Ionel Brătianu, the Romanian Prime Minister, signed the alliance treaty with the representatives of the Entente on August 17, 1916 and Romania committed itself to enter the war no later than August 28. The country’s army was already in a process of partial mobilization that turned into total mobilization starting on August 27. But was the Romanian army prepared for such a conflict?

Romania mobilized 833.601 people (over 80% of the troops were infantry) out of a population of about 8.000.000 million and another 400.000 were in reserve and could be called on at any time. Of these, 560.000 formed the operational army, and 444.000 were fighting forces organized in 23 infantry divisions, two divisions and five cavalry brigades, six mixed brigades, and 329 artillery batteries. As far as infantry divisions were concerned, they differed greatly in size, quality and weaponry. The divisions from 1 to 10 had a staff of 640 officers and 27.000 soldiers. The soldiers were equipped with Mannlicher M1893 bolt-action rifles, which were relatively modern, and each battalion had at its disposal four machine guns.

The divisions from 11 to 16 had on average 420 officers and 17.000 soldiers who were armed with older Mannlicher rifles (1879), and had only one machine gun in a battalion. The divisions from 17 to 23 were being mobilized with older men and had outdated rifles and some battalions did not have a machine gun.

Training and communications

In 1916, the 7.800 platoons on the frontlines had only 6.700 commanding officers (lieutenants), 75% were reservists (mostly high school graduates, civil servants, teachers, professors, pharmacists or merchants), and of the 1.700 companies, only 820 had commanding officers (captains), 30% were reservists, totally unprepared to lead. The officers were poorly trained, were not familiar with the new battlefield realities and had no leadership skills. The Romanian army’s troop soldiers were overwhelmingly peasants, and 60% did not know how to write or read. They were, however, accustomed to hardships and sacrifice, and this would be best seen in the 1917 campaign. Many senior commanders were also unprepared for the coming conflict. Very few knew the circumstances of the war they were about to be engaged in. Instead of fire power, many Romanian commanders emphasized the soldier’s bravery, through frontal attacks by the infantry. In addition, of the 1.400 field guns, only 750 were quick-firing guns. Communications also suffered from the lack of field telephones and orders were transmitted with couriers, which took them hours to reach from the upper echelons to the frontlines. For a country that had more than 600 kilometres of border on the Carpathians, Romania had no mountain troops and had only two modern batteries and six outdated mountain artillery batteries. The opposing forces, the German Alpine Corps, the elite Württemberg mountain battalion and some Austrian mountain brigades were extremely well equipped and trained to fight in the mountains.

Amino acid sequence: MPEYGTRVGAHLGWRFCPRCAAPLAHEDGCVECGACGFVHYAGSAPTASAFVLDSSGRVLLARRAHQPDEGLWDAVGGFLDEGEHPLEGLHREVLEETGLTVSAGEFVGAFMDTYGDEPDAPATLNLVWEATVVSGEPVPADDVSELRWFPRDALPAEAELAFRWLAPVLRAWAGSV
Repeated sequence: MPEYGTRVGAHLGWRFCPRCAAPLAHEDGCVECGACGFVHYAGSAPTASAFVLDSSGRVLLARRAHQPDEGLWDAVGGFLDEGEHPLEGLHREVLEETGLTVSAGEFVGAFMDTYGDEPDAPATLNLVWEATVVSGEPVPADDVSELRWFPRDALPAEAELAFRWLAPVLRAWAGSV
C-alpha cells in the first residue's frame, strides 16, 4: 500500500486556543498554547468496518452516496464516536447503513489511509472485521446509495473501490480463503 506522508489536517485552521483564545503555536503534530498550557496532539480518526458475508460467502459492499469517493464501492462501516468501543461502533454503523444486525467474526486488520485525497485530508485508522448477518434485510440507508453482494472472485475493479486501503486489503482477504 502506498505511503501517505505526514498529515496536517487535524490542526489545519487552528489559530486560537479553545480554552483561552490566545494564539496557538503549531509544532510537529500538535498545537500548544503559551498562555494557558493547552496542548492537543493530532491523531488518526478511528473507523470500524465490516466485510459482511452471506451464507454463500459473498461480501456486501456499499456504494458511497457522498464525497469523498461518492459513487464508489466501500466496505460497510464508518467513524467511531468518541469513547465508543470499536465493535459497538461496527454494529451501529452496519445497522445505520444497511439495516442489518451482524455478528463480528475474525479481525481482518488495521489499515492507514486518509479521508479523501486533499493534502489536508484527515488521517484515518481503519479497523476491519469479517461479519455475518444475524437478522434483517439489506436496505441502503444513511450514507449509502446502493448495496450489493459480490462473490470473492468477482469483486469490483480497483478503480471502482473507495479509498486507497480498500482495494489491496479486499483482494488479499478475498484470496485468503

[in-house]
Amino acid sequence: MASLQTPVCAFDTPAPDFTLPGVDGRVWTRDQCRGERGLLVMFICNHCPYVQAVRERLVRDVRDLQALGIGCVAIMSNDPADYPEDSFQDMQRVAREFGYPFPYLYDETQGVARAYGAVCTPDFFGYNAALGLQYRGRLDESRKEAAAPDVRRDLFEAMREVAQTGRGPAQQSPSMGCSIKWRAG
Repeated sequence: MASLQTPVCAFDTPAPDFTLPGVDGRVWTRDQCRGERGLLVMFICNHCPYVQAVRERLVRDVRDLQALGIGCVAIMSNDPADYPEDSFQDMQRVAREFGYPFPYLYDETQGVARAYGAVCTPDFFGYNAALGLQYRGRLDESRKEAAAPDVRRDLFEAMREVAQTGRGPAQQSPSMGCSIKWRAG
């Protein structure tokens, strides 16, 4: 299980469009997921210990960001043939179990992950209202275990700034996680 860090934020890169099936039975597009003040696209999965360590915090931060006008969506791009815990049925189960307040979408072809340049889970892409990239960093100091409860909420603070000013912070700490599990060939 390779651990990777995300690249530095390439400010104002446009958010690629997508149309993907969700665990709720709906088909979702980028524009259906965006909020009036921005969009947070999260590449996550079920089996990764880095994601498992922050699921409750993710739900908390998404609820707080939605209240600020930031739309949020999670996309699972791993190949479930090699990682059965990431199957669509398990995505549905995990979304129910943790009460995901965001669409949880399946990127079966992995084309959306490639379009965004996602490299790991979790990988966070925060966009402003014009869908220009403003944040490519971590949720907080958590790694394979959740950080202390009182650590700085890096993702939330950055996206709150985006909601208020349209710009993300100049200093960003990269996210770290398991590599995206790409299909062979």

The lay-out of the army

The Romanian army had to cover a huge front: about 560.000 troops, of which 420.000 were on the Transylvanian front, covered more than 1.500 km. On the Western Front, on a 700-km stretch, the French and English had about four million men and on the 1500 km of the Russian front, from Riga to Vatra-Dornei, there were four million men.

Concerning the central command, the Romanian Army General Staff was divided into two sections: the stationary and the operative. The first was named the General Staff and remained in Bucharest and took over the administrative tasks. The second, called the Great General Headquarters, co-ordinated military operations and was moved to Periș, a village near Bucharest. Political appointments in the army would seriously affect the first month of the Romanian army campaign.

The mobilization and concentration of the Romanian army took place quite quickly. The army was divided into four armies, disposed as follows:

The Third Army was ordered in the south of the country, being commanded at the time by General Aslan.

The North Army, stationed in the Eastern Carpathians, on a 260-kilometer front, between Vatra-Dornei and Oituz, was commanded by General Constantin Prezan.

The Second Army covered the Carpathian Arch, on a 230-kilometer front, commanded by General Alexandru Averescu.

The First Army secured the left side of the Carpathian front, commanded by General Ioan Culcer.


Selective bibliography:

Glenn E. Torrey, România în Primul Război Mondial [Romania in the First World War], Meteor Publishing House, Bucharest, 2014.

I.G. Duca, Memorii [Memories], vol. I, Expres Publishing House, Bucharest, 1992.

Henri Prost, Destinul României: (1918-1954) [The destiny of Romania: (1918-1954)], Compania Publishing House, Bucharest, 2006.

The Count of Saint-Aulaire, Însemnările unui diplomat de altădată: În România: 1916-1920 [The testimonies of a former diplomat: In Romania: 1916-1920], Humanitas Publishing House, Bucharest, 2016.

Translated by Laurențiu Dumitru Dologa